Not sure when to use a comma? Need help knowing when to capitalize a direction? The "Write the Right Words" webinar can help.
Based on Ellen Crawford’s Let’s Communicate articles, this interactive webinar from February 15, 2017 covers grammar, punctuation, style and more.
Upcoming Email Migration
We have not been provided any new information about the migration. We are still under the impression that it will take place during spring break.
The only change we are currently aware of is the requirement to log in with a new username ending with @ndus.edu and the associated University System password (same one used to access Employee Self-Service pay stubs and leave balances, and PeopleSoft). The password for this account will need to be reset every 90 days. Email sent to @ndsu.edu and @ndus.edu addresses will be delivered to your new account, so you may continue to publicize your @ndsu.edu address.
For more information and the latest updates on the migration, please visit the NDSU Help Desk migration page.
Please Be Virus and Malware Aware
Computer viruses can pop up unexpectedly and are capable of more than just a slight inconvenience to you and your data. Recently several organizations, including hospitals and libraries, were forced to pay tens of thousands of dollars to have their computer systems unlocked after malware infiltrated their networks and held their computers and data for ransom.
Here are some tips to help protect yourself:
- Keep current backups of all important data.
- Make sure your antivirus program is updated and scanning regularly. Ag Comm Computer Services-supported computers do this automatically.
- Avoid clicking on links or opening attachments in suspicious emails or websites.
- Don't download and run unknown software.
- If you suspect your computer might be (or is) infected, please right away.
- Any time you feel your password may have been compromised (infected computer, clicked on a phishing link, etc.) please change your password right away.
Jerry Ranum, IT Systems Specialist 701-231-6395
If you receive a suspicious email, do not reply, click on any links or open any attachments.
If you are not sure it's a phishing email, forward it to the NDSU IT Help Desk, email@example.com to review.
If you've determined it is a phishing email, forward it directly to firstname.lastname@example.org, which keeps intact important information that may help IT staff identify the source of the scam. Then delete the message.
Did you take bait?
If you think you may have responded to a phishing message or clicked on any links within a suspicious message, please immediately contact the NDSU IT Help Desk at 701-231-8685 or email@example.com.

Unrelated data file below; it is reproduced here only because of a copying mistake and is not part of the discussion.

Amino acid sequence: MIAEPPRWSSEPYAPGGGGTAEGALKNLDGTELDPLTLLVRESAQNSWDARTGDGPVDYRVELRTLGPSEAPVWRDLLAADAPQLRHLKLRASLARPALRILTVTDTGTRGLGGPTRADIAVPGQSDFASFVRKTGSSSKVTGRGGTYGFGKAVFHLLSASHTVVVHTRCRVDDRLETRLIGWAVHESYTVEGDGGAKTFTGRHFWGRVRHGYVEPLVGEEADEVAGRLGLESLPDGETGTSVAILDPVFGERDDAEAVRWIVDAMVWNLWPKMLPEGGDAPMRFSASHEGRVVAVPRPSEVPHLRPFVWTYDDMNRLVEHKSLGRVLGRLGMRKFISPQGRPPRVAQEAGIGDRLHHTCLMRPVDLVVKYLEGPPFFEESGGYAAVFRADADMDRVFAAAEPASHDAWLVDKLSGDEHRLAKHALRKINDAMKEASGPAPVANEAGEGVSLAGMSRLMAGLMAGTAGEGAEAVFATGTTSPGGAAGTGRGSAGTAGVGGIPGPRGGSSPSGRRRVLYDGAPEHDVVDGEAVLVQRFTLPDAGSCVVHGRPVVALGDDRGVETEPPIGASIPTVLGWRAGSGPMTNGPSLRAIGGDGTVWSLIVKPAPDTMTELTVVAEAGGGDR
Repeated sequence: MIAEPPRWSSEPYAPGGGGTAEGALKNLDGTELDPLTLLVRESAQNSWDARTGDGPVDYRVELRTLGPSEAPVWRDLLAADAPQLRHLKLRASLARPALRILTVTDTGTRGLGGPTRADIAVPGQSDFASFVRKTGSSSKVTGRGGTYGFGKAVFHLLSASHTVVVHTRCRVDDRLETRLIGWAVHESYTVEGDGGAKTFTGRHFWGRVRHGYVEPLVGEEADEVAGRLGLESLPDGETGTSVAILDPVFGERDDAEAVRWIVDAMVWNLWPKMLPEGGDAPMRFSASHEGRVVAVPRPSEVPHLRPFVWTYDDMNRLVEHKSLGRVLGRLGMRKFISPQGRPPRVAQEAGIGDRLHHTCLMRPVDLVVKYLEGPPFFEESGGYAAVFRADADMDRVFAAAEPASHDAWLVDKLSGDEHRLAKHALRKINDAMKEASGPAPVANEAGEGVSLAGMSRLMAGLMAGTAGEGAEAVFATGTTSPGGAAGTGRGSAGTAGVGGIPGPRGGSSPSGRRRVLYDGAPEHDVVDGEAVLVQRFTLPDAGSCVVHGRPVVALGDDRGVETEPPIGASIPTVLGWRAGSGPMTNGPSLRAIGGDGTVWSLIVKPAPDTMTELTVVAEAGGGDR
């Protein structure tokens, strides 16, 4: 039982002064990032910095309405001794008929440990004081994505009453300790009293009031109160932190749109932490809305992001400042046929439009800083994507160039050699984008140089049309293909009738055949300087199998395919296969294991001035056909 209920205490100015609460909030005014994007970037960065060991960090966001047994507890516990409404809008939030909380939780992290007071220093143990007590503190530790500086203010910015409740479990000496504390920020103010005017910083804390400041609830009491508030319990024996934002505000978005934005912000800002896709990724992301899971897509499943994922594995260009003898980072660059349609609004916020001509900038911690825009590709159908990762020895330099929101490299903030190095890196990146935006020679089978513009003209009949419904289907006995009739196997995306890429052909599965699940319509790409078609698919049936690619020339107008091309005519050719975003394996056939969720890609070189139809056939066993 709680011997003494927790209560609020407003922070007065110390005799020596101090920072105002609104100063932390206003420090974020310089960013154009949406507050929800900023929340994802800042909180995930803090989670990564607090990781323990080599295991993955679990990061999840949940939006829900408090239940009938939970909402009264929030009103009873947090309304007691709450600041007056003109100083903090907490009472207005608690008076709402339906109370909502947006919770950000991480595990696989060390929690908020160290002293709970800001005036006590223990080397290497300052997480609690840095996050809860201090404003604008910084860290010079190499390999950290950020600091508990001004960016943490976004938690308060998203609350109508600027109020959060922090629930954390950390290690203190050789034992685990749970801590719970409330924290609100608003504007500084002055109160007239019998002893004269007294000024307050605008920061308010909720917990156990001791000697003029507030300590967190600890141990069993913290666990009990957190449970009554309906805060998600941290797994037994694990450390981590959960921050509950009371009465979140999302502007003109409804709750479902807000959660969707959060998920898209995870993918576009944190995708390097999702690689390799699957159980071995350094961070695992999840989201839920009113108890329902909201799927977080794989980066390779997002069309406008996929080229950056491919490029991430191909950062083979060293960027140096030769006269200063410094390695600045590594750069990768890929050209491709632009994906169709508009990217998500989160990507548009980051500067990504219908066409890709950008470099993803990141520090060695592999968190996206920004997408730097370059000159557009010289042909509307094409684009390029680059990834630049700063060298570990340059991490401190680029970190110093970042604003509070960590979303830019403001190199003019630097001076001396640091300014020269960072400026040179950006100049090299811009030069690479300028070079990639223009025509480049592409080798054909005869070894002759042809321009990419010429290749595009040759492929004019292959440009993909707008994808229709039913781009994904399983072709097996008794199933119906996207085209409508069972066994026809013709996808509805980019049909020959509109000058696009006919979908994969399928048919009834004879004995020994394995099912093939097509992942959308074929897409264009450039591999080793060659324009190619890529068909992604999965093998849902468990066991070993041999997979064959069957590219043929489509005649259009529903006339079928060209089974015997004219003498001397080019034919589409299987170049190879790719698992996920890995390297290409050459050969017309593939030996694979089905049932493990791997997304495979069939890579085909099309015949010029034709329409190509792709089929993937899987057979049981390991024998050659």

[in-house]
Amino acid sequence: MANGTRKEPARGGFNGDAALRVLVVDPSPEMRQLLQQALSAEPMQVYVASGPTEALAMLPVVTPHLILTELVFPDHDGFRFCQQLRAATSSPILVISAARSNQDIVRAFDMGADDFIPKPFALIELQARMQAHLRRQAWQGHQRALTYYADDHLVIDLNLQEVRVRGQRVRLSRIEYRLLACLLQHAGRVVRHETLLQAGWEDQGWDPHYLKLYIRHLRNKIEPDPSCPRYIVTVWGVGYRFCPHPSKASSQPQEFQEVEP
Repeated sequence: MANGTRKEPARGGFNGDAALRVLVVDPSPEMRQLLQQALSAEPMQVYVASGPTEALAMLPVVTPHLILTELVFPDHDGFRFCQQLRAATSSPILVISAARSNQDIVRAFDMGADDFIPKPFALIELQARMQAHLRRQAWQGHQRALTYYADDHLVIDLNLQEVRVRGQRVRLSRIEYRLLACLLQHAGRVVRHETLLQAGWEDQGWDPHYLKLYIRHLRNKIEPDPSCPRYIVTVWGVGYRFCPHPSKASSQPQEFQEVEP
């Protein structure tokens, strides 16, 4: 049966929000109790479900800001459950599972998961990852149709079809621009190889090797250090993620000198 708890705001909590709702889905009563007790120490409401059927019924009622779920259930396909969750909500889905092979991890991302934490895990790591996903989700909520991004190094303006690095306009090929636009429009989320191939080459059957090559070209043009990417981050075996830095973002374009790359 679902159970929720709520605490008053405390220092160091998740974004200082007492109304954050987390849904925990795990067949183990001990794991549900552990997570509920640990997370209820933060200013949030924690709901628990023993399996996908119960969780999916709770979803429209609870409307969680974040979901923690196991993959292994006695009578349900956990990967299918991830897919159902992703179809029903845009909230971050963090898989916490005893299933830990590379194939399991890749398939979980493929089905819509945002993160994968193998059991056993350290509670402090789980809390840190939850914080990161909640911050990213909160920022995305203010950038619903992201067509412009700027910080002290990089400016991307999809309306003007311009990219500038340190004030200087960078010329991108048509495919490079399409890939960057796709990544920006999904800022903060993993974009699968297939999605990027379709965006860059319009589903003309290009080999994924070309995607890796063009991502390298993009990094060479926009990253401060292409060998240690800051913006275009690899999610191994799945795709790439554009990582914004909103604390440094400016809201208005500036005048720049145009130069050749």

If you have any questions about phishing, please contact us.
Need some help before recording that guest speaker your office invited? Or maybe folks are asking whether or not the upcoming workshop your county is hosting will be recorded? The following tips will help you record great videos.
- Before you start: Get permission from the speaker to record the presentation.
- Equipment: You will need a video camera, tripod, microphone (when possible) and headphones to monitor the audio.
- Room setup: Center the camera on the screen if there will be a PowerPoint slides. If there is no microphone or speaker system, try to be up close.
- Audio: A wireless microphone for the camera will work best. Two great options are available for checkout from Ag Comm – the wireless microphone system and the Sennheiser wireless microphone system. If an external mic for the camera is not an option, and the room has a microphone and speakers, try to set up near one of the speakers. If no microphone is available but you are close enough to the presenter, the camera microphone may work in some situations, but you will want to do a test recording to check sound quality.
- Test recording: When you feel like you have everything ready, do a test recording of yourself or someone else walking around up front and talking as a presenter would. Then go back to the camera and listen through the headphones to determine if your setup needs to be altered.
- During the presentation: Zoom in and focus on the speaker during the introduction and at times when the speaker is talking about something not related to the PowerPoint slide. When the speaker is referring to PowerPoint slides, zoom in on the screen so it fills the video window and stay on it so the viewer doesn’t miss something. A good example can be found here.
- After the presentation: Upload the video to YouTube and get a shareable link. Learn more about how to upload a video to YouTube.
Scott Swanson, Electronic Media Specialist, 701-231-7086